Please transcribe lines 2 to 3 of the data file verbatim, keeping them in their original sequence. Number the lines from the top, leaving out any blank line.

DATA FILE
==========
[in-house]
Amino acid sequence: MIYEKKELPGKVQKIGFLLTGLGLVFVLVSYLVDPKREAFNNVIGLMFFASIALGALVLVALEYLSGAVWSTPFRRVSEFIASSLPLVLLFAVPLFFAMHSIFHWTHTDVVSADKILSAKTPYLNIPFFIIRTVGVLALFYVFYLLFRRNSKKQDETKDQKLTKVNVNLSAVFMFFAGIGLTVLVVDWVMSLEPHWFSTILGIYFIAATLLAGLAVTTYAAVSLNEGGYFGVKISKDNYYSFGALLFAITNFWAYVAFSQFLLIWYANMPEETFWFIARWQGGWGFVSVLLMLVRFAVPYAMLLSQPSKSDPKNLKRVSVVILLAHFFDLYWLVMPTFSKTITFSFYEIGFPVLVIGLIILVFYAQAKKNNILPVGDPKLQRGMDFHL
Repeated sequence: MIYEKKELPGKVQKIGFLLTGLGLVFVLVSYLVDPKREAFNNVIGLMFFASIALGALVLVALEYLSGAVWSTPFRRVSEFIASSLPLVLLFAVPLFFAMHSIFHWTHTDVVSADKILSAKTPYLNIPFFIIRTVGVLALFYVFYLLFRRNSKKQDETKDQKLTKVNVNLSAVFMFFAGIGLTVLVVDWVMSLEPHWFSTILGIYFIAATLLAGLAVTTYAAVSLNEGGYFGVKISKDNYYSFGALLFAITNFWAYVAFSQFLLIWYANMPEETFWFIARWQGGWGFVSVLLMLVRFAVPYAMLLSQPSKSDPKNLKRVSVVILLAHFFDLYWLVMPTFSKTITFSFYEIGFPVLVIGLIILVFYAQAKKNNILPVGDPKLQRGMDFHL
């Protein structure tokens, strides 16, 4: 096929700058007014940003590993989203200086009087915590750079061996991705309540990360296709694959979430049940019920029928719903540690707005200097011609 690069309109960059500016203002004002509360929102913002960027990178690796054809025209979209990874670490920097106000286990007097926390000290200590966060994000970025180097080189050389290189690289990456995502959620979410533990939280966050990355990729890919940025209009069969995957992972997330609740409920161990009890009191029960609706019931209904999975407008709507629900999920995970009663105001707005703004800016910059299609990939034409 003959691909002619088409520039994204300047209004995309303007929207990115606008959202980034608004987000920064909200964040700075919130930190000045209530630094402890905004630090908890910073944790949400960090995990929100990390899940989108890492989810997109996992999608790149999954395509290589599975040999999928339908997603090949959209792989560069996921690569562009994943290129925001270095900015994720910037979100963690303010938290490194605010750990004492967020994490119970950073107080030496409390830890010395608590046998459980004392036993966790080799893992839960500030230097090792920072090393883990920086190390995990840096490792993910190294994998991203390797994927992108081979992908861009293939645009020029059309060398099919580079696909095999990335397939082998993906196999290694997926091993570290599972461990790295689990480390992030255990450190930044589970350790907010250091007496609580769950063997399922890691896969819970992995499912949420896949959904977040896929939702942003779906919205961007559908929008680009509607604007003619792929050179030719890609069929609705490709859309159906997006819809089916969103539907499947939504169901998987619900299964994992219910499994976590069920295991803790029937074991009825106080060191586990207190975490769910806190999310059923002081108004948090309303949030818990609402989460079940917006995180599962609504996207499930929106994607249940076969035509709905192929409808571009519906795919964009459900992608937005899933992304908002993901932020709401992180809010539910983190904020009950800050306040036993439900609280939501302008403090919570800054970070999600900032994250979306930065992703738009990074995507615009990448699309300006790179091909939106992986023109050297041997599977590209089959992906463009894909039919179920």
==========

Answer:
Amino acid sequence: MIYEKKELPGKVQKIGFLLTGLGLVFVLVSYLVDPKREAFNNVIGLMFFASIALGALVLVALEYLSGAVWSTPFRRVSEFIASSLPLVLLFAVPLFFAMHSIFHWTHTDVVSADKILSAKTPYLNIPFFIIRTVGVLALFYVFYLLFRRNSKKQDETKDQKLTKVNVNLSAVFMFFAGIGLTVLVVDWVMSLEPHWFSTILGIYFIAATLLAGLAVTTYAAVSLNEGGYFGVKISKDNYYSFGALLFAITNFWAYVAFSQFLLIWYANMPEETFWFIARWQGGWGFVSVLLMLVRFAVPYAMLLSQPSKSDPKNLKRVSVVILLAHFFDLYWLVMPTFSKTITFSFYEIGFPVLVIGLIILVFYAQAKKNNILPVGDPKLQRGMDFHL
Repeated sequence: MIYEKKELPGKVQKIGFLLTGLGLVFVLVSYLVDPKREAFNNVIGLMFFASIALGALVLVALEYLSGAVWSTPFRRVSEFIASSLPLVLLFAVPLFFAMHSIFHWTHTDVVSADKILSAKTPYLNIPFFIIRTVGVLALFYVFYLLFRRNSKKQDETKDQKLTKVNVNLSAVFMFFAGIGLTVLVVDWVMSLEPHWFSTILGIYFIAATLLAGLAVTTYAAVSLNEGGYFGVKISKDNYYSFGALLFAITNFWAYVAFSQFLLIWYANMPEETFWFIARWQGGWGFVSVLLMLVRFAVPYAMLLSQPSKSDPKNLKRVSVVILLAHFFDLYWLVMPTFSKTITFSFYEIGFPVLVIGLIILVFYAQAKKNNILPVGDPKLQRGMDFHL